Realised I’ve not posted on my blog in over a year! (Well a year yesterday)
Of late I post my photos to Instagram.
And have developed my main website to more of a portfolio site.
So will continue to use this blog just to post items of interest – mostly found elsewhere.
So here’s one – a video trailer for a Music Photography book by Neal Preston.
I first found out about him from a Matthias HTBARP podcast.
Have ordered the book 🙂
Come across this and thought I’d share.
Seems Chris Hondros was injured/killed in the same incident as Tim Hetherington. Wiki says he was a finalist for a Pulitzer on two occasions.
Just the trailer so far – so hard to tell how good/bad it might be.
The Trailer website: http://www.chrishondrosfilm.com/trailer/2015/4/9/hondros-teaser-trailer
Less about photography and more about tech this one.
For last couple of years I’ve thought about playing around with ardunio tech, wanting to make something both technical and creative. In parallel I’ve also wondered about some day pushing something like this beyond the point of just messing around or doing for fun – i.e. launching into a wider audience by starting a company or similar.
Just come across this video which is really interesting on many of those aspects plus maker community, open source etc – and thought I’d share.
Original source is here: http://99u.com/videos/52119/chris-anderson-how-and-why-i-built-a-drone-empire-with-a-19-year-old
999u.com seems really interesting – will follow their video feed.
While viewing something else on eBay (a short video on Jay Misel) I spotted another video that sounded interesting. One by BBC Scotland in a series called “What do artists do all day?” This on on photographer Albert Watson.
I’ve only started watching it but thought it worthy of sharing. It;s in two parts.
Finding it tricky not to be bemused by his accent – Scottish one minute and American the next.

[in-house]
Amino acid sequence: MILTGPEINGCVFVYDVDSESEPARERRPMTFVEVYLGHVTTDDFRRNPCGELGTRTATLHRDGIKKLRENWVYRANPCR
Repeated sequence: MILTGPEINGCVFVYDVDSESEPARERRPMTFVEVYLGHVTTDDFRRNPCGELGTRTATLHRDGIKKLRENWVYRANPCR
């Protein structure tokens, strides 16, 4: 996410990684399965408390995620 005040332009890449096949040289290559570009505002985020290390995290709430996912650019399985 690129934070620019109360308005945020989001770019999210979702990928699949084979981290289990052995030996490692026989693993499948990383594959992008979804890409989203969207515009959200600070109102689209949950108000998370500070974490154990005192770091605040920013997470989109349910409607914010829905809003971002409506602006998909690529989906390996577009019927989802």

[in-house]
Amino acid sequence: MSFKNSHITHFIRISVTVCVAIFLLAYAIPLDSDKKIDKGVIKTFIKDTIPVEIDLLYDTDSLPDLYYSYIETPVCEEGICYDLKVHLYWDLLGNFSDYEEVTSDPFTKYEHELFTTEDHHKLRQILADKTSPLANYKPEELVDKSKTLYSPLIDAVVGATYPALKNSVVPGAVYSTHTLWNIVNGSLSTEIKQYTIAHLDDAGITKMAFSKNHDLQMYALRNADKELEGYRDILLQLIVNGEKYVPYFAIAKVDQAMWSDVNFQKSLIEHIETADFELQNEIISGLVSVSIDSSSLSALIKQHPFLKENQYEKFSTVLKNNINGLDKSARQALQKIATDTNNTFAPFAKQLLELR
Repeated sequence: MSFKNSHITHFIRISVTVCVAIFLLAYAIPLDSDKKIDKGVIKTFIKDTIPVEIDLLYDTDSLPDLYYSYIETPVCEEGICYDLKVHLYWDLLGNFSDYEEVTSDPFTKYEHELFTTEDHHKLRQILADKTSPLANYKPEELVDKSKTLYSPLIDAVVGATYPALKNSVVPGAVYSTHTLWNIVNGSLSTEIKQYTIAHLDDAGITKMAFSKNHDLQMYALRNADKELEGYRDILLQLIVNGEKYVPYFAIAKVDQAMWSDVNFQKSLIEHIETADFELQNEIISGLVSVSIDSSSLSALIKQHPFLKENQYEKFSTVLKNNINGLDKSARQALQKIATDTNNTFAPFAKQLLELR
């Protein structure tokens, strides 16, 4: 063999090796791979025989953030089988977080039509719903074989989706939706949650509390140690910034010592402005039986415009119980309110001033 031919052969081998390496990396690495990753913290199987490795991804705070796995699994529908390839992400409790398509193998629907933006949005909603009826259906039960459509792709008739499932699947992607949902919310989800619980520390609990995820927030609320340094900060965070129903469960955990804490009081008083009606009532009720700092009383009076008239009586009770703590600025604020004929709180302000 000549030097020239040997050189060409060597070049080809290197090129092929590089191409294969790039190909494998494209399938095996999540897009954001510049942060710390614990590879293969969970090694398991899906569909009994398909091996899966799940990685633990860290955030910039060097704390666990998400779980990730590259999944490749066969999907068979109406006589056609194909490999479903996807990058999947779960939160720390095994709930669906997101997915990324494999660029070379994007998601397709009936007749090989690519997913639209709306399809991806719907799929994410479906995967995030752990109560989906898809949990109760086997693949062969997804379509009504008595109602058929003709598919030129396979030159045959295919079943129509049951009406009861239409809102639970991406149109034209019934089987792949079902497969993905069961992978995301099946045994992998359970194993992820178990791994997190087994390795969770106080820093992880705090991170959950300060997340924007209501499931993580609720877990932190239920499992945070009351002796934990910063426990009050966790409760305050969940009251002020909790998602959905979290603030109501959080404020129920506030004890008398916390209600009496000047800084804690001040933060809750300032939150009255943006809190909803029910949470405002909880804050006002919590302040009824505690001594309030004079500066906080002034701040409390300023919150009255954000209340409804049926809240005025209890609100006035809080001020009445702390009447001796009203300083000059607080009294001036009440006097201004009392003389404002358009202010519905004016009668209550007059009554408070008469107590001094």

Another one of these inspirational little videos I occasionally come across and enjoy. Not specifically about photography, in fact it’s about music/composing, but rather can really be about almost anything where you create something and can get stuck into it a bit too much.
It starts a bit strangely but stick with it.
I get several elements from it, others may get different things.
I know I’ve been guilty of comparing myself to others or my photography to theirs. Sometimes this can be disheartening. I think it’s healthy sometimes – pushes us to be better within ourselves, but it can have negative issues too.
Also – I know I’ve been guilty of getting stuck into editing and turning other things down because I have too much to do.
And we’re all probably guilty of taking life too seriously at times.
Love this so much I thought I’d share.
Simple but effective and very inspiring in wanting me to take the camera out.
If interested there’s some behind the scenes stuff here : http://petapixel.com/2014/08/23/stunning-video-paris-captured-viewfinder-old-pentax-67/
Just come across another few inspirational videos.
This is a series by Smugmug on YouTube designed to do exactly that i.e. inspire.
I prefer this one:
But from the Von Wong video I like the quote :
“I think if you start doing the stuff that you love, and you start sharing the stuff that you love, then sooner or later people will start hiring you to do the stuff that you love”
A topic I often reflect on is the possibility of going it out solo / alone…..
Having worked in IT for almost 14 years I’ve never actually freelanced. I’ve always been a PAYE employee. In all that period I’ve only been out of work something like 2-3 months – most of it when made redundant 6 years ago. I didn’t try to “go alone” in any way – I just hit the job sites and search, search, searched for IT work in Photography which I eventually found. So from time to time when thinking about photography, inspirational entrepreneurs when reading Wired, and stories like Instagram etc I wonder what it would be like to go it solo. Start my own company, do something I’m passionate about and be my own boss.
The prospect is quite scary to me. Especially in the current climate and when reading so many photography blogs about it being a bad time for the industry either due to spending cuts or so many “weekend warriors” (such as myself) taking the work of full time pros.